15. Black Dog

    Black Dog Member

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    Mine too...
     
  16. Steve Smith

    Steve Smith Member

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    Can you still get film for that?.........


    Steve.
     
  17. Sirius Glass

    Sirius Glass Subscriber

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    Some of my best ever shots were taken with the lens cap on! :D
     
  18. PeterAM

    PeterAM Member

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    How about driving away with the camera still on the roof of the car?
     
  19. Wolfeye

    Wolfeye Subscriber

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    Darnit. I was going to grumble all by myself... now the confession floodgates have been opened. Shot two rolls of film at my son's birthday party 2 days ago. Got home, started to develop... my my, the developer looks like blix...
     
  20. erikg

    erikg Member

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    Been there. To the OP, don't feel bad, your friends didn't have film in their cameras either!
     
  21. Laurent

    Laurent Subscriber

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    Did it a few times... find the location, unfold the tripod, unfold the Tachihara, put the lens on, put the cable release, put the camera on tripod... hummm, the only tiny part missing is the tripod attachment plate for the camera !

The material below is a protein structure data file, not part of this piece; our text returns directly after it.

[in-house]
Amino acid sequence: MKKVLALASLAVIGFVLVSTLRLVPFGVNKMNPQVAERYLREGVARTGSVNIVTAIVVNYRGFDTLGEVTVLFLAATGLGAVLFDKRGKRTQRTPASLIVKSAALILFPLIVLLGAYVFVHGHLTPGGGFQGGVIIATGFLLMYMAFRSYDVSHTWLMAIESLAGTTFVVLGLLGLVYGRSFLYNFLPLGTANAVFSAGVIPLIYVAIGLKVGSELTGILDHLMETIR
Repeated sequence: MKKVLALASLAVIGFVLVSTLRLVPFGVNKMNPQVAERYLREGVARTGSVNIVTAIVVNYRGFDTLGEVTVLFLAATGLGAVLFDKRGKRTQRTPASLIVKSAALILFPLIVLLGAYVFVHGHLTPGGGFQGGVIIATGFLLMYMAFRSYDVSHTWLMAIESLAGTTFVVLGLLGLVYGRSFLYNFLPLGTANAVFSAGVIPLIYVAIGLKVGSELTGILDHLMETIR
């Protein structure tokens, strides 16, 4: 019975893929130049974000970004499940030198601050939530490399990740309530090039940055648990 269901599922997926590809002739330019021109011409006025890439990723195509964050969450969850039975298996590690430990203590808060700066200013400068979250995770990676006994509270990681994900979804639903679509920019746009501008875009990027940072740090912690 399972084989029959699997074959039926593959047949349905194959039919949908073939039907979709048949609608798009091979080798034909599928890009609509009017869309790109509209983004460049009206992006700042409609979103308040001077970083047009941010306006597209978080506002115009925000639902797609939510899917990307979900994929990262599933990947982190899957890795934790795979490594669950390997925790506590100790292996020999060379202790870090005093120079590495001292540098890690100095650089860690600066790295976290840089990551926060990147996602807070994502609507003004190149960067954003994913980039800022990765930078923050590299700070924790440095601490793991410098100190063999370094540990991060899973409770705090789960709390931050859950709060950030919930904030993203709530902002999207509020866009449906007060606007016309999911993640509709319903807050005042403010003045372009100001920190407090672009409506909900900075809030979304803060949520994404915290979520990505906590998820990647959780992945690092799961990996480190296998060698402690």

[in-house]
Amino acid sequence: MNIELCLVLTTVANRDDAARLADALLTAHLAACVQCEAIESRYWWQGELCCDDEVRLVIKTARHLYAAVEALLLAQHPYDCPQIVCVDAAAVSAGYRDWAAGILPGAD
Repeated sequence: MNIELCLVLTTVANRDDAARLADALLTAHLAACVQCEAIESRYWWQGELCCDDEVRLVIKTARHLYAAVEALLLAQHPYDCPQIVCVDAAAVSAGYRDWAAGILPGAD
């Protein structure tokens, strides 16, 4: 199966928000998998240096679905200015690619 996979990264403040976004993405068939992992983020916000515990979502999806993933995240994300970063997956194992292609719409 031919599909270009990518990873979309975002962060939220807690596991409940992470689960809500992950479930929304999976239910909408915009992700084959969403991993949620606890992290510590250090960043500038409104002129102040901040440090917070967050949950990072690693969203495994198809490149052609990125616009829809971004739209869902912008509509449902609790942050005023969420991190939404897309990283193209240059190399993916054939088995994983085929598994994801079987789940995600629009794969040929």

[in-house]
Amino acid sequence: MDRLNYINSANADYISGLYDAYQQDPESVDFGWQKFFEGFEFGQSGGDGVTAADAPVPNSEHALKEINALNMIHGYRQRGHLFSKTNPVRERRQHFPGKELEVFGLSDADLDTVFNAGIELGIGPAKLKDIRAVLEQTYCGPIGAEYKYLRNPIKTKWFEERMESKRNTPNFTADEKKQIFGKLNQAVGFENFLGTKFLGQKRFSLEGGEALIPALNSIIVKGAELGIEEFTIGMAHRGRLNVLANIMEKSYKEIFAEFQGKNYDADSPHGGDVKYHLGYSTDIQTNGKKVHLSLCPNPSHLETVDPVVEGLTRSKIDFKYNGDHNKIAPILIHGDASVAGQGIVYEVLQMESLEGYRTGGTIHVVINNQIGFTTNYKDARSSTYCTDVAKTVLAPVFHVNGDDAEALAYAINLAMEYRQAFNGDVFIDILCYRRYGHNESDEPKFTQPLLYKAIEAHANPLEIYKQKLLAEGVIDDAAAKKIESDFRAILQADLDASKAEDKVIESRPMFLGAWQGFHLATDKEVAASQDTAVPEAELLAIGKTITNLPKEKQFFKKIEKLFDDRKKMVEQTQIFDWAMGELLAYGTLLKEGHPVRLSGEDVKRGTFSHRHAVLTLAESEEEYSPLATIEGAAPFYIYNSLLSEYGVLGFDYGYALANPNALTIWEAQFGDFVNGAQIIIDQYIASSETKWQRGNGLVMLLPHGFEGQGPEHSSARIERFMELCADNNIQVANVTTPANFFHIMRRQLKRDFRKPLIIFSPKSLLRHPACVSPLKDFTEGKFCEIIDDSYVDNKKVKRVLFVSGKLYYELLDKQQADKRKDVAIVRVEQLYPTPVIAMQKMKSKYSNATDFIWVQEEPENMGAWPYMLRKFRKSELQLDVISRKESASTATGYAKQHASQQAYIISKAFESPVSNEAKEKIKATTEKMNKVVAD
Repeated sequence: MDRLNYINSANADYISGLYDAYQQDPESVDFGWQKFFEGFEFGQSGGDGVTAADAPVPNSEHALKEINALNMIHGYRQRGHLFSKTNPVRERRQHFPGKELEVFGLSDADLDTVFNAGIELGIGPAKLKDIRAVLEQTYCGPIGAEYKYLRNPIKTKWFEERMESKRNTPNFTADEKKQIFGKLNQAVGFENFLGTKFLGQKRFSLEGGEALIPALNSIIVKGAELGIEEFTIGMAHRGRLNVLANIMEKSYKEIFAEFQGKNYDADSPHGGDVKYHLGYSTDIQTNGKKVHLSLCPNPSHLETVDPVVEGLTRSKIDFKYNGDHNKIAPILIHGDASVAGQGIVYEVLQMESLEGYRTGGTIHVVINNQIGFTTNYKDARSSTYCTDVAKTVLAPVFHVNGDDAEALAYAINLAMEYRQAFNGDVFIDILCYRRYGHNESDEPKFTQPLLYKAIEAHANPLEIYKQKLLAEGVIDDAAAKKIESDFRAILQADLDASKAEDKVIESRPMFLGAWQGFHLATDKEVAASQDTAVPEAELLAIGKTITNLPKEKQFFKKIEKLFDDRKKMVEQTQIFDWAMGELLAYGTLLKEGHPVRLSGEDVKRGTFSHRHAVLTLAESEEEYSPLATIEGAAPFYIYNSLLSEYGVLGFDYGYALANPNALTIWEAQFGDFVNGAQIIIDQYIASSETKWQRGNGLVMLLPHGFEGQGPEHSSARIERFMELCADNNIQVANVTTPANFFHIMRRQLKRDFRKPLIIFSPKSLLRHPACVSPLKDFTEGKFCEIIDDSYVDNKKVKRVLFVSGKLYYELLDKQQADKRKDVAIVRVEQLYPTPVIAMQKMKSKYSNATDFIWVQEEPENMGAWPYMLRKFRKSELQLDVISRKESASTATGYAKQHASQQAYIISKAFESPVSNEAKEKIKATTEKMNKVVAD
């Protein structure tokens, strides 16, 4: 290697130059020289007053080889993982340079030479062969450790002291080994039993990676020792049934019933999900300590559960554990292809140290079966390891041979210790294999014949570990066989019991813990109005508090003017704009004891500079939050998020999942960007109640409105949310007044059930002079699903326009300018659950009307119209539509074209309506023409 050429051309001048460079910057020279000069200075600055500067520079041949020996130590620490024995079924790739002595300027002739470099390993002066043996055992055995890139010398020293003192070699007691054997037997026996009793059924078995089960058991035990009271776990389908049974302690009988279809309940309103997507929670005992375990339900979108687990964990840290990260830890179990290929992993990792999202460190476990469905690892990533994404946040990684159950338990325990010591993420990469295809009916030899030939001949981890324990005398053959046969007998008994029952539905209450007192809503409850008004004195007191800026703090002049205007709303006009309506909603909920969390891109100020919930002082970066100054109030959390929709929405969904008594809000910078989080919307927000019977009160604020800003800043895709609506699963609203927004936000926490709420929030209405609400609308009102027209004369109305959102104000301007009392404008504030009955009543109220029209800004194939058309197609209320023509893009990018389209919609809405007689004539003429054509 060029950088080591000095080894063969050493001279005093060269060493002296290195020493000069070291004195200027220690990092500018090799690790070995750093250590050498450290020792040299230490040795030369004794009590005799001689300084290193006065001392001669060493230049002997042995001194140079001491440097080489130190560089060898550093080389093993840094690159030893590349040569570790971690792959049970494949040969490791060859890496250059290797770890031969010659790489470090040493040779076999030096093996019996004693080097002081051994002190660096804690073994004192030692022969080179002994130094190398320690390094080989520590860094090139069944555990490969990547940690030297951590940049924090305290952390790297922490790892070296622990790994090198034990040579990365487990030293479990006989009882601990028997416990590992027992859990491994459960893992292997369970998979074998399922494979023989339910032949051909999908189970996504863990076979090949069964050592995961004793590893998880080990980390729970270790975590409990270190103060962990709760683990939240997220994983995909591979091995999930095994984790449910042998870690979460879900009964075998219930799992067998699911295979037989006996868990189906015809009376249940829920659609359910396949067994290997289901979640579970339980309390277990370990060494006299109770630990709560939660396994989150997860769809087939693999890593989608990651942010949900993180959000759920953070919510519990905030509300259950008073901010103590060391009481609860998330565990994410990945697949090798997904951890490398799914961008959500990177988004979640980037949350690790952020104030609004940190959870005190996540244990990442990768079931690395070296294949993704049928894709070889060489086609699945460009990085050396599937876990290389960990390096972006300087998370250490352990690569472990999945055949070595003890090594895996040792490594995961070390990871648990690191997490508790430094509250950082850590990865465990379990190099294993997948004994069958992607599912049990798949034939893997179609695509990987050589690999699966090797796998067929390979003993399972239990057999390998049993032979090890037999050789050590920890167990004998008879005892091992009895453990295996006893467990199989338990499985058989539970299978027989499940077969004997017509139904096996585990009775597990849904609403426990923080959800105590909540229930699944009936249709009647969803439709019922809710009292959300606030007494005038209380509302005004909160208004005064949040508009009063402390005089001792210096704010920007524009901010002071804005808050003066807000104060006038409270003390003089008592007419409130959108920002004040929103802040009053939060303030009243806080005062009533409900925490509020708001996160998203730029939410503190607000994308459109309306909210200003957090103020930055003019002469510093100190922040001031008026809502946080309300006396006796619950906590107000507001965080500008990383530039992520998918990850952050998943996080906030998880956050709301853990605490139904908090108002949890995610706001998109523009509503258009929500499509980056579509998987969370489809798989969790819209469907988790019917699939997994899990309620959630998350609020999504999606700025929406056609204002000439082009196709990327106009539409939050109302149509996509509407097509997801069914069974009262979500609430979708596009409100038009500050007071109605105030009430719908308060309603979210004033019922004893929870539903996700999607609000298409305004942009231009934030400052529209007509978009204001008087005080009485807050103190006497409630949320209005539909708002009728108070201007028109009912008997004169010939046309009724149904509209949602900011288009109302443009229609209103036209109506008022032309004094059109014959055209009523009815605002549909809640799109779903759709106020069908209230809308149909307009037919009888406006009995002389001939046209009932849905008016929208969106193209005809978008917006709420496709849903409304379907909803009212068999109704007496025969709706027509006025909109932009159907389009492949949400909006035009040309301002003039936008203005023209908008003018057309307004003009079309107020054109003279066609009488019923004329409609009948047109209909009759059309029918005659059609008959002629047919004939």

Now I have a plate for (almost*) every camera I own.

    * GAS usually does not apply to such things as such humble accessories, so I'm usually one or two behind...
     
  22. mr rusty

    mr rusty Subscriber

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    Thanks guys. Fun reading everybody else's senior moments!
     
  23. flatulent1

    flatulent1 Subscriber

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    I've always used auto-wind cameras. So I was jazzed when I got my first Canon F-1 six years back and went out shooting. Finished the roll, started cranking, felt it getting stiffer and stiffer, heard the film rip same time as the crank suddenly loosened... Oh, yeah, so that's what the button on the bottom of the camera is for... Damn. Naturally my friends all stood there laughing at me.

    What's really embarrassing is I did the same thing a month later. Duh...